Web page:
The Exchange proposes to permanently implement the Subscriber Entitlement unit-of-count methodology in accordance with the terms set forth in the Pilot Program. According to the Exchange, the proposed rule change would simplify the way it charges for NYSE OpenBook by changing the methodology for the unit-of-count, and this change should reduce the fees and administrative costs related to the receipt and distribution of NYSE OpenBook packages. The Exchange has indicated that its experience with the Pilot Program has been successful. The Commission has reviewed the proposal using the approach set forth in the NYSE Arca Order for non-core market data fees. The Commission has previously found that NYSE was subject to significant competitive forces in setting fees for its depth-of-book order data in the proposed rule changes that established and extended the Pilot Program's revised unit-of-count methodology. There are a variety of alternative sources of information that impose significant competitive pressures on the NYSE in setting the terms for distributing its depth-of-book order data. The Commission believes that the availability of those alternatives, as well as the NYSE's compelling need to attract order flow, imposed significant competitive pressure on the NYSE to act equitably, fairly, and reasonably in setting the terms of its proposal.
Because the NYSE was subject to significant competitive forces in setting the terms of the proposal, the Commission will approve the proposal in the absence of a substantial countervailing basis to find that its terms nevertheless fail to meet an applicable requirement of the Act or the rules thereunder. An analysis of the proposal does not provide such a basis.
It is therefore ordered, pursuant to Section 19(b)(2) of the Act, that the proposed rule change (SR-NYSE-2010-22) be, and hereby is, approved.Start Signature
For the Commission, by the Division of Trading and Markets, pursuant to delegated authority.
Florence E. Harmon,
3. See Securities Exchange Act Release No. 61779 (March 25, 2010), 75 FR 16537 (“Notice”).Back to Citation
4. Letter to Elizabeth M. Murphy, Secretary, Commission, from Melissa MacGregor, Managing Director and Associate General Counsel, SIFMA, dated May 5, 2010.Back to Citation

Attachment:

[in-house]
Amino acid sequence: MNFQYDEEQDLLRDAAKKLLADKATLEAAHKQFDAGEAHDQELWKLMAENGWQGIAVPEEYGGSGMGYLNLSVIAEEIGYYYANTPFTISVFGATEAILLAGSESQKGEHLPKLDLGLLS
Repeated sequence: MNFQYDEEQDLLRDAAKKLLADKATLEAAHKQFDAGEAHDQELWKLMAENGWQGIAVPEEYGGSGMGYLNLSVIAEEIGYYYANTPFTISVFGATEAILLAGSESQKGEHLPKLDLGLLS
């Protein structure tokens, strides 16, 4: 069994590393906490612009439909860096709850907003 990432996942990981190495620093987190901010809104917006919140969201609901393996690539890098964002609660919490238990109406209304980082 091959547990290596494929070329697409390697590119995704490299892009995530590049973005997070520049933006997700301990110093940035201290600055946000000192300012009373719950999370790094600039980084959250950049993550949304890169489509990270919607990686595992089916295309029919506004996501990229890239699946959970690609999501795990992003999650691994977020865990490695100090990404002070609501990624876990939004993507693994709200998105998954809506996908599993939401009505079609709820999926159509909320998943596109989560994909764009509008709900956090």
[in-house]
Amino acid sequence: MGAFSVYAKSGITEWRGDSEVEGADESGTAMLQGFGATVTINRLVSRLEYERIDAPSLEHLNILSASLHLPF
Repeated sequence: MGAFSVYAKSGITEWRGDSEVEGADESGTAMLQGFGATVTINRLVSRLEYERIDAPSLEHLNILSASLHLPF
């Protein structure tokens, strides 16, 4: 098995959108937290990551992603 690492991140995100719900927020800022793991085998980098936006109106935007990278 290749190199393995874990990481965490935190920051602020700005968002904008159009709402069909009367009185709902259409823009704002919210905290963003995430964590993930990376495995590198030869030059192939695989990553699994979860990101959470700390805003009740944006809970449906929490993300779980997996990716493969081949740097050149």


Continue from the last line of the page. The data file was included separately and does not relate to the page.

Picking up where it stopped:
5. See Securities Exchange Act Release No. 59544 (March 9, 2009), 74 FR 11162 (March 16, 2009) (SR-NYSE-2008-131) (approving the one-year pilot program that revises the unit-of-count methodology to determine the device fees payable by data recipients (“Pilot Program”)). The Commission subsequently approved an extension of the Pilot Program. See Securities Exchange Act Release No. 61780 (March 25, 2010), 75 FR 16535 (April 1, 2010) (SR-NYSE-2010-21).Back to Citation
6. In the case of derived displays, the Vendor is required to: (1) Pay the Exchange's device fees (described below); (2) include derived displays in its reports of NYSE OpenBook usage; and (3) use reasonable efforts to assure that any person viewing a display of derived data understands what the display represents and the manner in which it was derived.Back to Citation
7. In approving this proposed rule change, the Commission notes that it has considered the proposed rule's impact on efficiency, competition, and capital formation. 15 U.S.C. 78c(f).Back to Citation
12. NYSE is an exclusive processor of NYSE depth-of-book data under Section 3(a)(22)(B) of the Act, 15 U.S.C. 78c(a)(22)(B), which defines an exclusive processor as, among other things, an exchange that distributes information with respect to quotations or transactions on an exclusive basis on its own behalf.Back to Citation
13. Securities Exchange Act Release No. 59039 (December 2, 2008), 73 FR 74770 (December 9, 2008) (SR-NYSEArca-2006-21) (“NYSE Arca Order”). In the NYSE Arca Order, the Commission describes in great detail the competitive factors that apply to non-core market data products. The Commission hereby incorporates by reference the data and analysis from the NYSE Arca Order into this order.Back to Citation
14. See note 5, supra.Back to Citation
[FR Doc. 2010-11258 Filed 5-11-10; 8:45 am]
BILLING CODE 8010-01-P